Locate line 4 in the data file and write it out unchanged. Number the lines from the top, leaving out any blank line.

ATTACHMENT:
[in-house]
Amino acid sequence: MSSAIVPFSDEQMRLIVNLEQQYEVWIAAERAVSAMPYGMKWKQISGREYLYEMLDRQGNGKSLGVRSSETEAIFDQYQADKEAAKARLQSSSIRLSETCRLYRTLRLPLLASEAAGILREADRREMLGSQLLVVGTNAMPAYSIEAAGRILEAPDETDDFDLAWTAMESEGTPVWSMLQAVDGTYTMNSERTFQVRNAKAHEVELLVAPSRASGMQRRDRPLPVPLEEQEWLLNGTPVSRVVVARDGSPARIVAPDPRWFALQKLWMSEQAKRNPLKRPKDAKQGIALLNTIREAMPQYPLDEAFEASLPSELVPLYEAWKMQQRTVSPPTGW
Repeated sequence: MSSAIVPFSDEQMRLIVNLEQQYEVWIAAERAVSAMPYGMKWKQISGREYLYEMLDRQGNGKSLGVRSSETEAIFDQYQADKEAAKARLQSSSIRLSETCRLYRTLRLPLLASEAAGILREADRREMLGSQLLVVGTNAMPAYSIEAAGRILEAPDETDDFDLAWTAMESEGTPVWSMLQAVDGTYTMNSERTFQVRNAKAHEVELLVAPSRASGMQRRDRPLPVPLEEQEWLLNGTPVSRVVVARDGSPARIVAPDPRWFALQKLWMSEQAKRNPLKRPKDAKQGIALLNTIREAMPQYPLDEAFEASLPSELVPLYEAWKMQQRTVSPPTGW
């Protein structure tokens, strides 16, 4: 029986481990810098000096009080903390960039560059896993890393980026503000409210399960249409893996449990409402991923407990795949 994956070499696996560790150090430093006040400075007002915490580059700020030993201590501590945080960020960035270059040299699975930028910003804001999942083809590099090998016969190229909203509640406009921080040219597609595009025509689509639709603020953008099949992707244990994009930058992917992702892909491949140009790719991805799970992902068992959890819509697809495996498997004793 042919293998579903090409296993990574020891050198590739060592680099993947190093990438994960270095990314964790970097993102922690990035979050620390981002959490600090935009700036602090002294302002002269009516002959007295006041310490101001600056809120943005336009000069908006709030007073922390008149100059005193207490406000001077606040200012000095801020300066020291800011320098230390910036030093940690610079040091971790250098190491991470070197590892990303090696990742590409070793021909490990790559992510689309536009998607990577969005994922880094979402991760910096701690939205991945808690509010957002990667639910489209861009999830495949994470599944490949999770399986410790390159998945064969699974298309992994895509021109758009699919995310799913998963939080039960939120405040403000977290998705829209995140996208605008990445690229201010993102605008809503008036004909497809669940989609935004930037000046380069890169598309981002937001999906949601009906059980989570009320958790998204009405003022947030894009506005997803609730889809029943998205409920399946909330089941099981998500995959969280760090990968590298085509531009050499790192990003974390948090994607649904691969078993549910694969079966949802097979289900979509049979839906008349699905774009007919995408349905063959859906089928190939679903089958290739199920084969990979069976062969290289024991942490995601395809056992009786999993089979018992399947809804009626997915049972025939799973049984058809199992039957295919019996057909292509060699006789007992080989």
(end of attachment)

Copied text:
């Protein structure tokens, strides 16, 4: 029986481990810098000096009080903390960039560059896993890393980026503000409210399960249409893996449990409402991923407990795949 994956070499696996560790150090430093006040400075007002915490580059700020030993201590501590945080960020960035270059040299699975930028910003804001999942083809590099090998016969190229909203509640406009921080040219597609595009025509689509639709603020953008099949992707244990994009930058992917992702892909491949140009790719991805799970992902068992959890819509697809495996498997004793 042919293998579903090409296993990574020891050198590739060592680099993947190093990438994960270095990314964790970097993102922690990035979050620390981002959490600090935009700036602090002294302002002269009516002959007295006041310490101001600056809120943005336009000069908006709030007073922390008149100059005193207490406000001077606040200012000095801020300066020291800011320098230390910036030093940690610079040091971790250098190491991470070197590892990303090696990742590409070793021909490990790559992510689309536009998607990577969005994922880094979402991760910096701690939205991945808690509010957002990667639910489209861009999830495949994470599944490949999770399986410790390159998945064969699974298309992994895509021109758009699919995310799913998963939080039960939120405040403000977290998705829209995140996208605008990445690229201010993102605008809503008036004909497809669940989609935004930037000046380069890169598309981002937001999906949601009906059980989570009320958790998204009405003022947030894009506005997803609730889809029943998205409920399946909330089941099981998500995959969280760090990968590298085509531009050499790192990003974390948090994607649904691969078993549910694969079966949802097979289900979509049979839906008349699905774009007919995408349905063959859906089928190939679903089958290739199920084969990979069976062969290289024991942490995601395809056992009786999993089979018992399947809804009626997915049972025939799973049984058809199992039957295919019996057909292509060699006789007992080989």